Mahmoud Ahmadinejad vs. Mir-Hossein Mousavi
Iranians expected trouble. As a heated campaign marked by scalding personal attacks and fierce debates over the sluggish economy wound down, opposition supporters warned of vote-rigging. But the June 12 election unleashed a level of chaos that nobody predicted. As polling closed, both candidates declared they had prevailed by wide margins. Within two hours, Iran's state-run news agency declared Ahmadinejad had been re-elected in a landslide a result Iran's Supreme Leader, Ayatullah Ali Khamenei, hailed as a "divine victory."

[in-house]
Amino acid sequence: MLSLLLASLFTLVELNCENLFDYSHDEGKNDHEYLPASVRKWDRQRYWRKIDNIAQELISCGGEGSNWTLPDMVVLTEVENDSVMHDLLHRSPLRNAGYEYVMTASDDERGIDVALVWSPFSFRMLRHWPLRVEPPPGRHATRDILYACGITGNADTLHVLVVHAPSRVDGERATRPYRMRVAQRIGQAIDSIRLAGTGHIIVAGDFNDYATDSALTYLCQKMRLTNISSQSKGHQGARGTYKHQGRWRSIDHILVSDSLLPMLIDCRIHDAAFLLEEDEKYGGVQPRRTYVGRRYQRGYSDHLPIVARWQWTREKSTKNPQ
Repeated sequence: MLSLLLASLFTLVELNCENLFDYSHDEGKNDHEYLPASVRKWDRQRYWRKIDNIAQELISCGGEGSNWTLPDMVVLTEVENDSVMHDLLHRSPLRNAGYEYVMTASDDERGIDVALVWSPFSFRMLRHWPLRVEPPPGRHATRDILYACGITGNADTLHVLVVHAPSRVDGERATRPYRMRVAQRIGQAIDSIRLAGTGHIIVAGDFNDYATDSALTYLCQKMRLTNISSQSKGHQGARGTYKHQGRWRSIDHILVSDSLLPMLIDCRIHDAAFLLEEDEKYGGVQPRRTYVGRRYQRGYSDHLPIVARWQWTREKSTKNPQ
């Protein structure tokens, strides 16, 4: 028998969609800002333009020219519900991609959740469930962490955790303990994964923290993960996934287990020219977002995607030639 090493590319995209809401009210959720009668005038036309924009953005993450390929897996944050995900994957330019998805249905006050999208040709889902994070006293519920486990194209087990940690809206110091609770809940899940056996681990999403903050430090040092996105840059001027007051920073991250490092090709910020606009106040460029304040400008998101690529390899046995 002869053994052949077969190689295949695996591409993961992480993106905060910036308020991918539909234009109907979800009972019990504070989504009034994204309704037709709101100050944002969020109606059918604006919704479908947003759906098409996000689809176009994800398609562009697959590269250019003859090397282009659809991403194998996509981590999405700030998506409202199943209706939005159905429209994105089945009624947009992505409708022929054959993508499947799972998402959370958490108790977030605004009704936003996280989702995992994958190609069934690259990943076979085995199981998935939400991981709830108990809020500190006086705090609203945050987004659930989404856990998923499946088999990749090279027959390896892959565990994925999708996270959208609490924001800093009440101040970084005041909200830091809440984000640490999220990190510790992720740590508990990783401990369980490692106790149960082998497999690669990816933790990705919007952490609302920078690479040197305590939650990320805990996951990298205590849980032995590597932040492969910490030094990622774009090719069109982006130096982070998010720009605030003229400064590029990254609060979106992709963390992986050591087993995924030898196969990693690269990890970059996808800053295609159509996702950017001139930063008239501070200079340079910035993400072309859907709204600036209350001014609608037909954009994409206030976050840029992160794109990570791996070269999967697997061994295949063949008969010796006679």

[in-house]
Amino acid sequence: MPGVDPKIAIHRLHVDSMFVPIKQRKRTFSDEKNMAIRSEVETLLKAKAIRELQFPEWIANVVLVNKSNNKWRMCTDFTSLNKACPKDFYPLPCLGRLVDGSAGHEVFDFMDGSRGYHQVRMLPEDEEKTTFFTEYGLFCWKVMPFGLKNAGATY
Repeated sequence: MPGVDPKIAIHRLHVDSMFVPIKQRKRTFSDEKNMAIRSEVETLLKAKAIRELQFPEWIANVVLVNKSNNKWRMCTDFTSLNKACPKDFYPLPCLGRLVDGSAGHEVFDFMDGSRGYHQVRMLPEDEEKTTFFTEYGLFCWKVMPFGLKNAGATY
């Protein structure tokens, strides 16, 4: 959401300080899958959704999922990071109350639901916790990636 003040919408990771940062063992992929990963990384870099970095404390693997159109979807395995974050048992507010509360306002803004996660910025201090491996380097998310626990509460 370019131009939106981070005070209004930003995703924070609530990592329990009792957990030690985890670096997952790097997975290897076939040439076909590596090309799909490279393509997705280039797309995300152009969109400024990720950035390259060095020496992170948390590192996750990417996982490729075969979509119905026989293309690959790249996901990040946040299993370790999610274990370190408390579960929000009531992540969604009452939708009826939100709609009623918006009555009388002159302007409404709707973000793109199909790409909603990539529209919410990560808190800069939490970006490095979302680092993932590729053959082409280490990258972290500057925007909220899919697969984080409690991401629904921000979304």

But the Ayatullah's political clout didn't palliate the anger of Mousavi's supporters, who were sure the election had been snatched from their grasp. Over the ensuing week, millions of Iranians old and young, wearing sneakers and chadors massed in Tehran's squares, hoisting signs or portraits of Mousavi, torching buses and garbage cans, Twittering the turmoil, defying the government and demanding their votes be counted. Exact numbers could not be ascertained, but reports numbered the dead at more than a dozen. The demonstrations revealed cracks in Iran's theocracy Khamenei, who possesses final authority over matters of state and faith, quickly backpedaled by ordering an investigation of the results triggered a flurry of speculation, both domestically and abroad, over whether the rallies could rock the regime, and sparked a chess match between political factions vying for power. As Iran's government works to limit international coverage of the tumult, the world waits for Tehran's next move.
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